Days to germination: Started from crowns not seed
Days to harvest: Lightly in 1 year, fully in 3
Light requirements: Light shading
Water requirements: Regular watering
Soil: Rich loose soil
Container: Reasonably suitable for large pots
Rhubarb is a hardy perennial that will keep growing for a decade or more once established. Though it grows more like a vegetable, it’s used mainly in sweet dishes (along with a generous helping of sugar to balance the tart flavor). Rhubarb stalks are high in fiber, potassium and calcium.
Your plants can survive cold winters, and grow between zones 3 and 8. The plants are very large and leafy, and come in either red stalk or green stalk varieties. It’s a popular plant for many gardeners because you will start to get a harvest from it much earlier in the spring than most other plants.
Starting from Seed
You don’t usually start your rhubarb plants with seed, but rather with small plants called crowns. Crowns are actually dormant pieces of a mature plant, rather than a newly growing seedling so they are quite hardy.
Before your plant your crowns, loosen up the soil and add a generous helping of rich organic matter such as compost to the soil. The base of the crown should be about 3 inches under the soil, and you should allow for 2 to 3 feet of space on either side of the plant.
A location with good drainage is essential, so don’t plant rhubarb any place where you often see water accumulation after a rain. You may even want to build up a raised bed to help the water drain, or add a bit of sand to the soil.
You can put your crowns in the garden as soon as the weather warms enough that you can dig.
You may want to use mulch around your plants for weed control, as the shallow roots of the rhubarb can easily be damaged by hoes or other cultivators.
A dose of fertilizer, compost or aged manure twice a year will keep your plants at their peak. Apply first in early spring and then again in late summer.
After around 4 to 5 years, your plants will start to get very large and can start to crowd each other or the rest of your garden. Very gently, dig up the plant and split it into several smaller crowns to be replanted. Once you do that, treat as any new crown and allow at least a year before you do any more harvesting again. Ideally though, you will have enough space to leave your plants unmoved. They will thrive better if left alone.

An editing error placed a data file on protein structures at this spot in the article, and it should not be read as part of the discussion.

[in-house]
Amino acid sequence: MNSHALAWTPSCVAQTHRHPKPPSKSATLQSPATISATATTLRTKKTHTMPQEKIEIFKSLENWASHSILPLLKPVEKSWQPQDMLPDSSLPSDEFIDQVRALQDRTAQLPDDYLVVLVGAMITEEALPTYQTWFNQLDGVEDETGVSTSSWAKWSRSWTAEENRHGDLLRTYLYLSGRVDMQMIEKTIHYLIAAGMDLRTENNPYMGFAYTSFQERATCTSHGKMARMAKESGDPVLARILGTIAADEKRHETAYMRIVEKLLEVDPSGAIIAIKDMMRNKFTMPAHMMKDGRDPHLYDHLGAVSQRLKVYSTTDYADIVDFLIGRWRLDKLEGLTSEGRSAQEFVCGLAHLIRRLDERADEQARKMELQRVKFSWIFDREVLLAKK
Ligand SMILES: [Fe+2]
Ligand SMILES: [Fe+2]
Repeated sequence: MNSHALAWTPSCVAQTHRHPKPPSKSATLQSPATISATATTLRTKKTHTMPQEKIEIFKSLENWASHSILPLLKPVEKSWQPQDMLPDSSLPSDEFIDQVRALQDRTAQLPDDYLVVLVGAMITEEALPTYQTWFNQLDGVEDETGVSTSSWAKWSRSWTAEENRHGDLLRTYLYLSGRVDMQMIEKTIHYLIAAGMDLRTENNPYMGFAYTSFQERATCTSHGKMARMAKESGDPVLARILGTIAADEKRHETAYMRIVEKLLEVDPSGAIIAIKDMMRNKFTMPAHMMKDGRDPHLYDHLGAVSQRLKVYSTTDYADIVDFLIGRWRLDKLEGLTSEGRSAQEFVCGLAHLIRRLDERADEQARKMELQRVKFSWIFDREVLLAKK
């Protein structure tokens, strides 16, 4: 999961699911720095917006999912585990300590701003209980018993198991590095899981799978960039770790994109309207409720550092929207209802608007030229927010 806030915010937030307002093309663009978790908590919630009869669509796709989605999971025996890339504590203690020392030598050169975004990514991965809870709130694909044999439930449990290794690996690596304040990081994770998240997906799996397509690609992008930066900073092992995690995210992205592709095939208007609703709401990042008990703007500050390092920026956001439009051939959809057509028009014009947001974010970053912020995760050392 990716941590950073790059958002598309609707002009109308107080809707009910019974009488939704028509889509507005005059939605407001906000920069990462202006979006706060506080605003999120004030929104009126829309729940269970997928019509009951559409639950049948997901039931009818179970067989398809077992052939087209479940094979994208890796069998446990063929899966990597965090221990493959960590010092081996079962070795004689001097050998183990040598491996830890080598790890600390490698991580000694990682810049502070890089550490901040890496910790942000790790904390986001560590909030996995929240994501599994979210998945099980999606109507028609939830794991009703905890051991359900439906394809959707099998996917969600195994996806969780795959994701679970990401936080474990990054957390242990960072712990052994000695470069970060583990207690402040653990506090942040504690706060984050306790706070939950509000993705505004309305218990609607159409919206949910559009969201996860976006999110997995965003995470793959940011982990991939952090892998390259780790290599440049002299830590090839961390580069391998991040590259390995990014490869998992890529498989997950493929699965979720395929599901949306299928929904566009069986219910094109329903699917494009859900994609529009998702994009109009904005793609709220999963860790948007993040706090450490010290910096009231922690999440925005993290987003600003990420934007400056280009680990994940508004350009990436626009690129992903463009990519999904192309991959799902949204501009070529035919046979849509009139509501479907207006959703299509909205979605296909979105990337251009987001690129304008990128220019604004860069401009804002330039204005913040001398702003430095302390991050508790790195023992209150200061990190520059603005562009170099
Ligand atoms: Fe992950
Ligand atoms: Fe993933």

If your plants start to go to seed, clip off the flowering stems right away to keep your rhubarb producing stalks and leaves.
Overall, rhubarb is a very easy to care for plant. Many people plant it, take their spring harvest and then just leave it alone for the rest of the year. It does not need to be fussed over.
When winter comes, you can add a layer of mulch to help it overwinter though not all gardeners feel it necessary. Pull back the mulch in the next spring to allow the new shoots to come up unrestricted. Clean away any dead leaves in the spring as well. They are very large and can block new growth.
With fairly shallow roots, rhubarb is actually well-suited to container life providing the pot is large enough. For each plant, you should have a pot at least the size of a half barrel. It may seem like a lot of room for a little crown, but after a few years, your rhubarb will definitely fill it. If your plant does grow out of the pot, you can always break it up just like with a garden plant (mentioned in the Growing Instructions section).
Fertilizing is important with potted rhubarb, and you may want to add a third feeding to your annual routine to keep it growing well.
Pests and Diseases
Though the leaves are toxic to us, rhubarb still gets its share of insect pests that chew on the leaves. Slugs and snails in particular, because they like to hide under the large leaves. Check your plants regularly, and pick off any that you see. Use some snail traps or diatomaceous earth to control them if you find it’s a regular problem.
The broad leaves can also attract some various fungus issues if they are left wet too frequently. Make sure to gently lift them aside and water the soil directly to help keep the moisture down. Downy fungus in particular can be a problem, and it looks like fuzzy white patches underneath the leaves. Patches of reddish-brown rust will also be a leaf fungus. Trim off any leaves that have mildew or fungus, and treat the plant with a natural fungicide.
Harvest and Storage
Only harvest and use the rhubarb stalks. The leaves and roots are actually poisonous, due to the oxalic acid they contain. If you are particularly industrious, you can boil the leaves in water and make a home-made insect repellent that you can use to keep the pests away from some of your other plants. Of course, it’s still toxic and should be used with care.
Leave your plants for the first year to develop a strong root system. During the second year, do only a light picking of a few stalks from each plant. By the third year, you should be able to harvest normally and enjoy your crop of rhubarb.
Harvesting is usually done in early summer rather than at the end of the season, to get the most tender stalks. Right when the leaves are fully opened is the ideal time, and you should never take more than half the stalks on a plant if you want it to produce another harvest the next year. You can harvest for several weeks once you’re into the third year.
Grip each stalk near the bottom, and gently twist it off the plant.
Wrapped in plastic wrap, you can store whole fresh stalks in the refrigerator for up to 3 weeks. If you have more rhubarb than you can use, chop it up and freeze it. It will last 6 months and will retain much of its texture when thawed.